Well, we made it – it’s 2019! Can you believe we’re nearly two decades into the millennium? (Is it me, or does Y2K seem like yesterday? No, just me? Okay.)
If you’re in Tamarindo, you’ve now seen how Costa Rica (and the beach) ring in the New Year: An entire town’s worth of events, most steeped in sand with a sprinkling of good drink, oceanfront fireworks, midnight countdowns, and plenty of live music, DJ stylings, and all the fun you could handle. Hope all that celebration doesn’t hurt too much today!
Now that we’ve safely rung in the New Year, you may be looking forward to starting 2019 with a few hope-filled traditions. So, this 2019, why not create a few new ones – well, new to you. Because these Costa Rican New Year’s traditions have been around for decades!
You know how the U.S. feels about fireworks on the Fourth of July? Costa Rica feels that way about New Year’s Eve (and, to a lesser but not un-notable extent, New Year’s Day itself), when the entire country seems to light a fuse and wait for colorful explosions. Hide your flammables and hug your pets, because it’s loud out there!
New Year’s Barbecue
According to the most delicious of Costa Rican New Year’s traditions, the traditional New Year’s Day meal involves a plate piled high with barbecued meats, typically slow-cooked over a coffee-wood fire. Eat up! The way to a new year’s worth of luck is through your stomach.
This one’s not quite as ubiquitous as fireworks and barbecue, but in many places throughout Costa Rica, you may witness a release of wishing lanterns. If you choose to participate, please choose a biodegradable lantern, so as not to impact our local wildlife and biodiversity.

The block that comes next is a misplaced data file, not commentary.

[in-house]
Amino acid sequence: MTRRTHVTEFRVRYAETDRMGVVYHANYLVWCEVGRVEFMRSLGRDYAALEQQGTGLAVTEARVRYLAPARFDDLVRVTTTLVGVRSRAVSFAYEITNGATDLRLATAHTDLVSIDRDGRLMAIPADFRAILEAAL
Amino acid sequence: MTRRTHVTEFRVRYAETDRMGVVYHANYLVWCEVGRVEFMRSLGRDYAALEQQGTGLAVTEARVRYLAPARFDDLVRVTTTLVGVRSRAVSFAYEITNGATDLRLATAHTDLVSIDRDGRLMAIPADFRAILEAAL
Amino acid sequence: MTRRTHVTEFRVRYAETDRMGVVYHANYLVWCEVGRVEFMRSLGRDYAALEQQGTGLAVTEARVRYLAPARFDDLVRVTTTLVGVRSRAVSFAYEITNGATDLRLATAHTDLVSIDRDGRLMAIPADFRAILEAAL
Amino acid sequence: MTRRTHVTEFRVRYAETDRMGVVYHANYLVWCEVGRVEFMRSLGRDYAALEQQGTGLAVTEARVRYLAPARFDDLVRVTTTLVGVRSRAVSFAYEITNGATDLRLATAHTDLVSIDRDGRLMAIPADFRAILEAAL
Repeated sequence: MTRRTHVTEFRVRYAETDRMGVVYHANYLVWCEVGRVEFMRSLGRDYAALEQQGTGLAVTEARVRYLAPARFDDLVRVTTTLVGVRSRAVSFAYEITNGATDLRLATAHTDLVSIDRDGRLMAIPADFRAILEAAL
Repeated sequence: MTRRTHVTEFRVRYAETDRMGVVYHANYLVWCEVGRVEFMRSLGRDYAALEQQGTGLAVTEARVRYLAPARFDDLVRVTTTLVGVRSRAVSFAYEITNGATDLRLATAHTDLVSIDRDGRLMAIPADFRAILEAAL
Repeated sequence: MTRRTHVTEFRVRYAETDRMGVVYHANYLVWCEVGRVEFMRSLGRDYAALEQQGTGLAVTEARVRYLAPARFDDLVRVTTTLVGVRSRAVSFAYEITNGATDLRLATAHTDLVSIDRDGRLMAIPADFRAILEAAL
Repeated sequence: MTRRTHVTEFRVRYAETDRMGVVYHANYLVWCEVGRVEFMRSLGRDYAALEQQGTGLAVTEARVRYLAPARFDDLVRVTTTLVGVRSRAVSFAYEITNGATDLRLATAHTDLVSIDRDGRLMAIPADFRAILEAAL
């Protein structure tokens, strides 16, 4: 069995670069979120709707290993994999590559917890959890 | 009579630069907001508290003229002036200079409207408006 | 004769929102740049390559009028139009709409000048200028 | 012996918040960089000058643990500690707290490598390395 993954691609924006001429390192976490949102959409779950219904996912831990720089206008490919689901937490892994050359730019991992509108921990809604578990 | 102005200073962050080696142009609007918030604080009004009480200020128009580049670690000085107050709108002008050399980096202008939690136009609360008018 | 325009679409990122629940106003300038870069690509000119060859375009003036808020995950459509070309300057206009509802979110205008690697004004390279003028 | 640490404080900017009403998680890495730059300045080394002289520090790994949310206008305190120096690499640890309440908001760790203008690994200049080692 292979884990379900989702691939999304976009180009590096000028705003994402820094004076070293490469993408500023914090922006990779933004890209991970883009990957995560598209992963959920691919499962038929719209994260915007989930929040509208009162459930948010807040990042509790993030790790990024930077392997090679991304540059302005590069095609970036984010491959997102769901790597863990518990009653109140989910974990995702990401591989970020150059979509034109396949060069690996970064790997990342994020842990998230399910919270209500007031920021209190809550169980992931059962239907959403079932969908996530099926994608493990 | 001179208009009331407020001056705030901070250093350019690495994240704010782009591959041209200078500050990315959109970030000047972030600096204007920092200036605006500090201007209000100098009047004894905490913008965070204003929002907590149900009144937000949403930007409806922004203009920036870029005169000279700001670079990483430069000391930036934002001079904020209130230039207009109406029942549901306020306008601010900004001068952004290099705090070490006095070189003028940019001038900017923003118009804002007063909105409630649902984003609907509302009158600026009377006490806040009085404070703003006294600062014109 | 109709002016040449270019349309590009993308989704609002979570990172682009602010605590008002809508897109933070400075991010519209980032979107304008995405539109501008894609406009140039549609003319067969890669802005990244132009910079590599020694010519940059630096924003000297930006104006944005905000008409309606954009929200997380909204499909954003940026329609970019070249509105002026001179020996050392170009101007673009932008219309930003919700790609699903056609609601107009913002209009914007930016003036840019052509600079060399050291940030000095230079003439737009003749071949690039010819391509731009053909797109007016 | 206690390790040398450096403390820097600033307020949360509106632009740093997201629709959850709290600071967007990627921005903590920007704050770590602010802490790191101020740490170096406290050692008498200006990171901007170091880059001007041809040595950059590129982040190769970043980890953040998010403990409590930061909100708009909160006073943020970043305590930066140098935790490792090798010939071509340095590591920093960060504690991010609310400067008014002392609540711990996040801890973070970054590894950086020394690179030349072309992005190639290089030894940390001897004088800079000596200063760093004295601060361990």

The 12 Grapes of Good Luck
Have you seen the supermarkets and fruit stalls packed with grapes (an imported fruit, by the way) lately? Well, that’s because in Costa Rica, Spanish tradition held that one should eat 12 grapes – one for each month – to attract good luck in the new year.
Choose Your Underwear (or Bathing Suit) Wisely
Here’s a fun one! Today, wear yellow underwear to attract good luck; choose green to make money in the new year; or settle on red, if you’re determined to meet the love of your life. Let us know, next year this time, if it worked!
Toss Some Water
Gringos may toss salt over their shoulder for good luck, but here in Costa Rica, we throw a whole pan of water over our shoulders! It’s not for good luck, though, but rather to symbolize the act of putting the old year (and all its struggles) behind us, to face a new year full of promise.
The New Year and its traditions are a lot of fun, especially when you’re in sunny Costa Rica to celebrate it. But whoever you are, wherever you’re from, and wherever you currently find yourself, we at Stay hope you enjoyed your goodbye to 2018 and we wish you a new year full of life, laughter, and plenty of travel. Hopefully, to Tamarindo!